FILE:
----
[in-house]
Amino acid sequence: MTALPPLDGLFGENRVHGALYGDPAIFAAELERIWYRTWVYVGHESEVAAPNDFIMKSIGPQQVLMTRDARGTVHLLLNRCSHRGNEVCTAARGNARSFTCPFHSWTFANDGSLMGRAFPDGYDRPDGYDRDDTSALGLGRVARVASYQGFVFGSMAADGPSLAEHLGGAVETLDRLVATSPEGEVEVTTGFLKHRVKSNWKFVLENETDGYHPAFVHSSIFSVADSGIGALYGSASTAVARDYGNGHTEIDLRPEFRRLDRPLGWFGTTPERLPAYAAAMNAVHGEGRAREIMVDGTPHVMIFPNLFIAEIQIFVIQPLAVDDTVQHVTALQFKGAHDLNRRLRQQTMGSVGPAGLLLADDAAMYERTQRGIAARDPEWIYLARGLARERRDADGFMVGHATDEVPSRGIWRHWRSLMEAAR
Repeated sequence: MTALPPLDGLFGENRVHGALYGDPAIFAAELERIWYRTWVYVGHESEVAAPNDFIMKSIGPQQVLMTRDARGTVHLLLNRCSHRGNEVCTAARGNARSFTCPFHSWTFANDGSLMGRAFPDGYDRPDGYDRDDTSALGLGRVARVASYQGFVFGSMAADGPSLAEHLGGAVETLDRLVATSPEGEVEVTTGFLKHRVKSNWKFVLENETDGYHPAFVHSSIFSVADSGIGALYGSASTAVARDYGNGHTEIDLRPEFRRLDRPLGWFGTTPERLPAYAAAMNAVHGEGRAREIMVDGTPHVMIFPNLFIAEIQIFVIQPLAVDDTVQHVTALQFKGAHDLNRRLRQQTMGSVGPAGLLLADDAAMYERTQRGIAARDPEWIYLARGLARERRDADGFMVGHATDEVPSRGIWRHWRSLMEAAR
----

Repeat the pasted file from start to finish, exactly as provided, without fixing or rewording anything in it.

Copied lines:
[in-house]
Amino acid sequence: MTALPPLDGLFGENRVHGALYGDPAIFAAELERIWYRTWVYVGHESEVAAPNDFIMKSIGPQQVLMTRDARGTVHLLLNRCSHRGNEVCTAARGNARSFTCPFHSWTFANDGSLMGRAFPDGYDRPDGYDRDDTSALGLGRVARVASYQGFVFGSMAADGPSLAEHLGGAVETLDRLVATSPEGEVEVTTGFLKHRVKSNWKFVLENETDGYHPAFVHSSIFSVADSGIGALYGSASTAVARDYGNGHTEIDLRPEFRRLDRPLGWFGTTPERLPAYAAAMNAVHGEGRAREIMVDGTPHVMIFPNLFIAEIQIFVIQPLAVDDTVQHVTALQFKGAHDLNRRLRQQTMGSVGPAGLLLADDAAMYERTQRGIAARDPEWIYLARGLARERRDADGFMVGHATDEVPSRGIWRHWRSLMEAAR
Repeated sequence: MTALPPLDGLFGENRVHGALYGDPAIFAAELERIWYRTWVYVGHESEVAAPNDFIMKSIGPQQVLMTRDARGTVHLLLNRCSHRGNEVCTAARGNARSFTCPFHSWTFANDGSLMGRAFPDGYDRPDGYDRDDTSALGLGRVARVASYQGFVFGSMAADGPSLAEHLGGAVETLDRLVATSPEGEVEVTTGFLKHRVKSNWKFVLENETDGYHPAFVHSSIFSVADSGIGALYGSASTAVARDYGNGHTEIDLRPEFRRLDRPLGWFGTTPERLPAYAAAMNAVHGEGRAREIMVDGTPHVMIFPNLFIAEIQIFVIQPLAVDDTVQHVTALQFKGAHDLNRRLRQQTMGSVGPAGLLLADDAAMYERTQRGIAARDPEWIYLARGLARERRDADGFMVGHATDEVPSRGIWRHWRSLMEAAR